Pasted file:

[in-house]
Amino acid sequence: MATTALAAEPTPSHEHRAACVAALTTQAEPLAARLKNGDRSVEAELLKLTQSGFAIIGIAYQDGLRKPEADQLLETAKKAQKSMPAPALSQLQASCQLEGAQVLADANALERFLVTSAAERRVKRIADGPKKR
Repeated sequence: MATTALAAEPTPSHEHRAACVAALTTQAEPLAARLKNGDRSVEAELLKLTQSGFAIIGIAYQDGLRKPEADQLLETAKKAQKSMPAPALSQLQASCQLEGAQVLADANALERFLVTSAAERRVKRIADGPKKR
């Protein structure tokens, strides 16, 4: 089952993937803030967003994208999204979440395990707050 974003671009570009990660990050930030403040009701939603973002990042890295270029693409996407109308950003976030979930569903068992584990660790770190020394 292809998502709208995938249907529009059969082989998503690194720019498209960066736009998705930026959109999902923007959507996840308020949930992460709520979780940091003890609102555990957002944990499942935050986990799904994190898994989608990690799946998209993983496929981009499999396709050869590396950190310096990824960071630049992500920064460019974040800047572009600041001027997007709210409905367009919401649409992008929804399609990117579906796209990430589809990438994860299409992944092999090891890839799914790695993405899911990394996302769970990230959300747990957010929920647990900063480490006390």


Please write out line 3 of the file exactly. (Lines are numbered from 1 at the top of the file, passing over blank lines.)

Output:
Repeated sequence: MATTALAAEPTPSHEHRAACVAALTTQAEPLAARLKNGDRSVEAELLKLTQSGFAIIGIAYQDGLRKPEADQLLETAKKAQKSMPAPALSQLQASCQLEGAQVLADANALERFLVTSAAERRVKRIADGPKKR